News Release

Escalating Sanctions on Iran and Venezuela During Pandemic a “Crime Against Humanity”

Newsweek reports: “U.S. Adds Iran Sanctions, Indicts Venezuela President as Countries Fight Coronavirus.”

ALFRED DE ZAYAS, alfreddezayas at gmail.com, @Alfreddezayas
Alfred de Zayas was the first UN rapporteur (independent expert) to visit and report from Venezuela in 21 years. In his recent interview “U.S. sanctions on Iran, Venezuela during pandemic could be genocidal” with The Grayzone, he calls such sanctions “insane” and a “crime against humanity.” His most recent interview is in Spanish with Swissinfo. See also his other recent interviews and writings.

KATHY KELLY, kathy at vcnv.org, @voiceinwild
Co-coordinator for Voices for Creative Nonviolence, Kelly just wrote the piece “Making the Pandemic Worse” for The Progressive. She writes: “U.S. sanctions against Iran, which the Trump administration has cruelly strengthened, continue to collectively punish extremely vulnerable people. The United States’ current ‘maximum pressure’ policy severely undermines Iranian efforts to cope with the ravages of COVID-19, causing hardship and tragedy while contributing to the global spread of the disease.”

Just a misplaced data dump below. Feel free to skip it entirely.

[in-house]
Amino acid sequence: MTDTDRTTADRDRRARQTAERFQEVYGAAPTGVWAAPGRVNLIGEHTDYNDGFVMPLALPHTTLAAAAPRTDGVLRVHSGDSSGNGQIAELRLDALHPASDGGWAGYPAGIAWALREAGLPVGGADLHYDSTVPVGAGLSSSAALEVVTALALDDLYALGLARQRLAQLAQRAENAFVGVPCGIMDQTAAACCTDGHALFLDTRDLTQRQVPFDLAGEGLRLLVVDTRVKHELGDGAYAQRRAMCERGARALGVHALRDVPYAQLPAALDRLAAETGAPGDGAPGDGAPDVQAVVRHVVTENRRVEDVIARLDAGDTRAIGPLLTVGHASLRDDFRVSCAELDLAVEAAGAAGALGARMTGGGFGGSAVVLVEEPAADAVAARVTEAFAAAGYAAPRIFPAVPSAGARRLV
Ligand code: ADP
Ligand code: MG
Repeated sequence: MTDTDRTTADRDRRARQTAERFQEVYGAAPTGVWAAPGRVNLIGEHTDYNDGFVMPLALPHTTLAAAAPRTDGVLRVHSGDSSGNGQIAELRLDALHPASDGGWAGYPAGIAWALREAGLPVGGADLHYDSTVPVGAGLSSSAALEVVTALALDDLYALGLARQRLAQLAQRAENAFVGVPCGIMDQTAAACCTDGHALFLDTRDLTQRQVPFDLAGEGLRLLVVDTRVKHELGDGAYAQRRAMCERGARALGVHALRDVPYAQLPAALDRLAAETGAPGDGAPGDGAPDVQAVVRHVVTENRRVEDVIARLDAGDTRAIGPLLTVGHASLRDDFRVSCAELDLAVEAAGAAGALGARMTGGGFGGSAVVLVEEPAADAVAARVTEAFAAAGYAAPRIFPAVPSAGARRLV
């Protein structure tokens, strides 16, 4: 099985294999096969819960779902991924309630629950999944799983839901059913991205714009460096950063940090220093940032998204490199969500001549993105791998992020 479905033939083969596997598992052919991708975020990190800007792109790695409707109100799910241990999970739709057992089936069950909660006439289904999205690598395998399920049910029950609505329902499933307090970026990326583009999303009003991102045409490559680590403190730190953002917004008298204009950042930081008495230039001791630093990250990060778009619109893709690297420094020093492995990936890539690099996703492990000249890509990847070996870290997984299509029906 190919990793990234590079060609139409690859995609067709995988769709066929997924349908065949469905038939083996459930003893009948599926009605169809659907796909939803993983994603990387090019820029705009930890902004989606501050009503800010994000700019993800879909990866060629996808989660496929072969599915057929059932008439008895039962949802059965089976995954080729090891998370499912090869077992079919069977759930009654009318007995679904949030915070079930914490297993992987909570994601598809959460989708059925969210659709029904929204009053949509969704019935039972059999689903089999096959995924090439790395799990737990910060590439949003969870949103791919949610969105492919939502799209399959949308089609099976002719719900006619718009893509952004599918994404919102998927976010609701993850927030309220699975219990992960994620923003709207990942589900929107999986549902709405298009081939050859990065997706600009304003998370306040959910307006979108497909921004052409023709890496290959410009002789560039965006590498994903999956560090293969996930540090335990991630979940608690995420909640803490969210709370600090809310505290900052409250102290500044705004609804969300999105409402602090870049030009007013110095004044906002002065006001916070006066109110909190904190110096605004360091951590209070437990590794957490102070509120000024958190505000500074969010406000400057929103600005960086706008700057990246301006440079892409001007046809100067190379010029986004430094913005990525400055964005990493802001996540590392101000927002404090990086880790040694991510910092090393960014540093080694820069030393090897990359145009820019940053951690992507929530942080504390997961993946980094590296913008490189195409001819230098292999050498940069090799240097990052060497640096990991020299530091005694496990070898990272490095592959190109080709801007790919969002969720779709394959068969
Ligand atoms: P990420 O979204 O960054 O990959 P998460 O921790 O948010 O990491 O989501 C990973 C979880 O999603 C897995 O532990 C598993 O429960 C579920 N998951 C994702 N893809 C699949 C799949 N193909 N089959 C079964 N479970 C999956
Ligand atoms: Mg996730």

LEONARDO FLORES, leonardo at codepink.org, @codepink
Flores recently wrote the pieces “Venezuela’s Coronavirus Response Might Surprise You” and “‘Maximum-Pressure March’: U.S. Hybrid War on Venezuela Heats Up.” He was born in Venezuela and is a Latin America campaign coordinator for CODEPINK.

Al Jazeera reports: “Venezuela says U.S. drug charges against Maduro show ‘desperation.’

Flores said today: “A day after President Maduro offered to hold talks with the opposition about the country’s response to COVID-19, the Trump administration did its utmost to once against sabotage an opportunity for dialogue. For years the U.S. government has accused Venezuela of narcoterrorism, without ever presenting evidence. The biggest consumer of cocaine in the world is the United States and the biggest producer is Colombia. Venezuela doesn’t grow coca, doesn’t produce cocaine and according to the U.S. government’s own statistics, only a small fraction of the cocaine in the U.S. transits through the country.”